Ian’s Bird of the Week – Ruff ~ by Ian Montgomery
Newsletter ~ 6/19/12
This week we have nothing short of a fashion parade, male Ruffs at a communal display ground or lek in eastern Finland. Finland is my second stop-over on the way to Ireland to visit my family and I am spending a week in the northern part of the country in search of some unusual northern European birds. I spent a couple of nights in Oulo on the west coast, a 1 hour flight north of Helsinki and then drove north west to Kuusamo near the Russian border where I am now.
In Oulu, the birding and wildlife tour company Finnature put me very early in the morning in a hide that they had set up near the lek. I settled down to watch a rather unpromising-looking piece of raised ground in a meadow, having been assured that, though it was late in the season, a couple of birds had been seen at the lek on the previous morning.
After about half an hour and shortly before 4:00am the black-ruffed bird in the second photo arrived but flew off when I moved the camera. Happily, it soon returned and this time the second white-ruffed bird arrived too and the pair started their extraordinary display, spreading their ruffs and wings apparently to make themselves appear as intimidating as possible. Sometimes, they jumped vertically in the air and at other times they crouched low on the ground in submissive looking postures.
Although the birds often came into close physical contact, there was no actual fighting and no physical damage. These black- and white-ruffed birds were the main performers during the 4 hours that I remained in the hide, but other birds joined in and at one stage there were about 10 birds on the lek. The colours of the ruffs and the erectile feathers on the head were varied. Here is a buff and black one with the white bird.
The colour of the bare wattled skin on the face varied too, being sometimes yellow and sometimes red, though it was my impression that this colour wan’t permanent and the red flush was associated with more intense display. This non-displaying one with a chestnut cap, piebald ruff has yellow facial skin.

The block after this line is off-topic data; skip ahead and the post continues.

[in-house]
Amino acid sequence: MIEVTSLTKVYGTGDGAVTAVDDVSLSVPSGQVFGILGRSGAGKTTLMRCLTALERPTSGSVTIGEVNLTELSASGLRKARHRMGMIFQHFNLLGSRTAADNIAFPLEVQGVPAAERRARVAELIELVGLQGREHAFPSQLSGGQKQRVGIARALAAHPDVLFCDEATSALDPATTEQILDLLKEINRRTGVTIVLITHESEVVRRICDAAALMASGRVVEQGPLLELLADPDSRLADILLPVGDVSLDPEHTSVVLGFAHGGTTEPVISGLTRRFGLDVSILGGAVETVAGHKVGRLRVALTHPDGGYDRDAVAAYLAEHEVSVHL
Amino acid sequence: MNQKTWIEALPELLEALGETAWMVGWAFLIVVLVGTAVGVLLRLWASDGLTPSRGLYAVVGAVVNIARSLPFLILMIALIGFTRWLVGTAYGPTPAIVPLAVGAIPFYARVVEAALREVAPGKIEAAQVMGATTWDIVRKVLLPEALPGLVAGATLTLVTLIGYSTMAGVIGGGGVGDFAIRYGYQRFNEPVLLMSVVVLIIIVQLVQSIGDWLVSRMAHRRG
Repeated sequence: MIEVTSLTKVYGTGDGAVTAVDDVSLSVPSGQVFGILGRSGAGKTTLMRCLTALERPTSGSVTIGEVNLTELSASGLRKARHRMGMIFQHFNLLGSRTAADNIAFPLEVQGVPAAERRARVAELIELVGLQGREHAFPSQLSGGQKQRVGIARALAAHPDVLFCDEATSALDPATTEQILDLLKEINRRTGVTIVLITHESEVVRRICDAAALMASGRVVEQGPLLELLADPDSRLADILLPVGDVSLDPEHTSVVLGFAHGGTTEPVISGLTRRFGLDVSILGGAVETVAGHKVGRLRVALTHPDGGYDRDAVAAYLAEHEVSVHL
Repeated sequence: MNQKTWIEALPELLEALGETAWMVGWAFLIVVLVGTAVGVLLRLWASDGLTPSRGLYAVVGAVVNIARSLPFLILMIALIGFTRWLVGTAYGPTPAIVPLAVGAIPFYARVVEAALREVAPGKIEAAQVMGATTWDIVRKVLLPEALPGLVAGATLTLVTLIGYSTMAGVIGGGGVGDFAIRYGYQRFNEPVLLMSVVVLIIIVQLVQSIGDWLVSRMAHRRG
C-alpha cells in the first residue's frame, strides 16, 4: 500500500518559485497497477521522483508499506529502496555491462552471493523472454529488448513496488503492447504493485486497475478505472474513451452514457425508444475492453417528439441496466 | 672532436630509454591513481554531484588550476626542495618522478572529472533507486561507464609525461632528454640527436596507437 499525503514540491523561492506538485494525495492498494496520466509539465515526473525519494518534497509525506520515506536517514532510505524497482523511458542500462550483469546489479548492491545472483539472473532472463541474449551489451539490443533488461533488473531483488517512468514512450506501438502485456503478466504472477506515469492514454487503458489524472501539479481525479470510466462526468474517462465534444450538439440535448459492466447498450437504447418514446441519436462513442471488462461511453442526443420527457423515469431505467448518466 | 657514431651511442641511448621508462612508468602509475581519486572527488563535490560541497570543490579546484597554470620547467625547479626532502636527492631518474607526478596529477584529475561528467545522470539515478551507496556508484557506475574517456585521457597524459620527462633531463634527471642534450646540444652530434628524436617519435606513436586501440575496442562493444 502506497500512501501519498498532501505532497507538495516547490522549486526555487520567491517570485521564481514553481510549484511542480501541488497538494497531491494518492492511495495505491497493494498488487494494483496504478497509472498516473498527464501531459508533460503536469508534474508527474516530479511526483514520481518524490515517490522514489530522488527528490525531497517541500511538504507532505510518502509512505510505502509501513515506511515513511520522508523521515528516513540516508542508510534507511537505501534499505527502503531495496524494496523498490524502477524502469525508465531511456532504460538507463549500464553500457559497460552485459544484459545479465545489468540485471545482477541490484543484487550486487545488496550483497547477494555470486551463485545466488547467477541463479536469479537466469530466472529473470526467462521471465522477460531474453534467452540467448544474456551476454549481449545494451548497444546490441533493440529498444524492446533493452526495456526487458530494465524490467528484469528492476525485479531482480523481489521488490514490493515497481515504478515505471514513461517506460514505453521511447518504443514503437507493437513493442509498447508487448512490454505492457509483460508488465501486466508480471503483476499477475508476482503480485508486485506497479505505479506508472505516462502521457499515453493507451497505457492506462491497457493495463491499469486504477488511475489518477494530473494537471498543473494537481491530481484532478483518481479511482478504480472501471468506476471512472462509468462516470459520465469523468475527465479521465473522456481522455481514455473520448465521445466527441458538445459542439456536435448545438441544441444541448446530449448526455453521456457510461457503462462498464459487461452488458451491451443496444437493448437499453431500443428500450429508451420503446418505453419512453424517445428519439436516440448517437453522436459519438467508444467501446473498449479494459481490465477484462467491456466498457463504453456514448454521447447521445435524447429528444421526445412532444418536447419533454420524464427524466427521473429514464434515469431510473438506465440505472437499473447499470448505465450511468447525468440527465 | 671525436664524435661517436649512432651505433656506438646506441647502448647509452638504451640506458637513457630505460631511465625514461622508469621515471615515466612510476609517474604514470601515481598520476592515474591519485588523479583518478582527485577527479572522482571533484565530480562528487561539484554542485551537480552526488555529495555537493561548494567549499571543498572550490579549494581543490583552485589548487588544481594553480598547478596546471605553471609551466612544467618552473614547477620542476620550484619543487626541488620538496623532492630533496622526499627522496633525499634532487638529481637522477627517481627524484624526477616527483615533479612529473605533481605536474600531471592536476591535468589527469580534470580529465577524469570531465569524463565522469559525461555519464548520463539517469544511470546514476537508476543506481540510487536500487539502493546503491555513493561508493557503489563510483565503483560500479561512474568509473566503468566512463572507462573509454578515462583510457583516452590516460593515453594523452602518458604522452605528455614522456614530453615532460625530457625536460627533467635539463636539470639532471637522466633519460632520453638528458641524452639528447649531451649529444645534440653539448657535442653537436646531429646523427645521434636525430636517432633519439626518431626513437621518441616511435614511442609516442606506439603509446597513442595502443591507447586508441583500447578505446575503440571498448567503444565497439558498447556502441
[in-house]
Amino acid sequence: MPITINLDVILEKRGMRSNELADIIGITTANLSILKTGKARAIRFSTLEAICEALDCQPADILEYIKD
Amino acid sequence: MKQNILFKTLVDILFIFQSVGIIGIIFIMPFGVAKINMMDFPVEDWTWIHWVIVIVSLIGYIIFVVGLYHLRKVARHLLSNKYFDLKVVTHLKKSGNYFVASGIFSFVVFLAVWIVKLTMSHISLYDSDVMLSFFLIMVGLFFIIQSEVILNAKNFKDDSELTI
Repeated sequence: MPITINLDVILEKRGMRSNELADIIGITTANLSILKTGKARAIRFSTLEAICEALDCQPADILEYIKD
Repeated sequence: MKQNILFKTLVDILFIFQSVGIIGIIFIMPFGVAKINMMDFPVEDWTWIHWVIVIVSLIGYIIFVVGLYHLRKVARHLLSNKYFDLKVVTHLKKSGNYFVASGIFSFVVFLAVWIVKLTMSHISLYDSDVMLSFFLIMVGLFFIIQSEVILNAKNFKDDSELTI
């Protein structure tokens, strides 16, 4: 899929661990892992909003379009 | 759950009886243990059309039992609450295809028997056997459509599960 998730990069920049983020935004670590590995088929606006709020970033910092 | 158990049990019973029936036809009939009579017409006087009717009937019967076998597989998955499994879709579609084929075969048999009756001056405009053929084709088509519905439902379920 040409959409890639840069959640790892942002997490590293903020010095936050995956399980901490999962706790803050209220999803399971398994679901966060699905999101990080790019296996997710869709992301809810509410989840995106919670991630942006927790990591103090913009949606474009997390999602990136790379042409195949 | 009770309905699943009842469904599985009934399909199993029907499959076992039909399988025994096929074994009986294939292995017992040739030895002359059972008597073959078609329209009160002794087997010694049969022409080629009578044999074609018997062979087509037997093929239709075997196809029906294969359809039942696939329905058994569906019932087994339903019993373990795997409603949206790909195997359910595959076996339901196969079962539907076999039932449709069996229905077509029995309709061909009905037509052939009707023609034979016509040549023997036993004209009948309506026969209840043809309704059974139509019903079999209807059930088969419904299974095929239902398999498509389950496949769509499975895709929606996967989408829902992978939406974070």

This one is mainly chestnut.
While this one with an ermine ruff look suitably regal.
Ruffs are unusual among lekking birds in that the display is aimed mainly at other males to establish dominance, rather than at attracting females. Females may mate with multiple males producing young with different fathers and homosexual mating also occurs. The different ruff colours are apparently significant and white-ruffed males are smaller and less dominant and called satellite males.
The females, called Reeves, are quite plain and look rather like other sandpipers such as Sharp-tailed and Pectoral. In non-breeding plumage, the males resemble the females but are larger and longer-necked. Ruffs breed across northern Eurasia from Scandinavia to Siberia and winter in Africa, Asia and, in small numbers, Australia. You can see a female and ruff-less male, photographed in India, here: http://www.birdway.com.au/scolopacidae/ruff/index.htm.
Who said waders are plain and boring? I had a wonderful time at this lek. The Ruffs wasn’t one of my target species in Finland but an unexpected bonus, thank you Finnature. My main target was the largest Woodpecker in Europe, the Black Woodpecker, but that’s another story.
Ian Montgomery, Birdway Pty Ltd,
454 Forestry Road, Bluewater, Qld 4818
Tel 0411 602 737 email@example.com
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What a group of “show offs.” I find these birds amazing. Never thought of this family as having leks like the pheasants and those in that order. Just goes to show you that the birds are doing what they are suppose to and that is reproducing. What a show for the females to get to watch.
Bring out with you every living thing of all flesh that is with you: birds and cattle and every creeping thing that creeps on the earth, so that they may abound on the earth, and be fruitful and multiply on the earth.”
(Genesis 8:17 NKJV)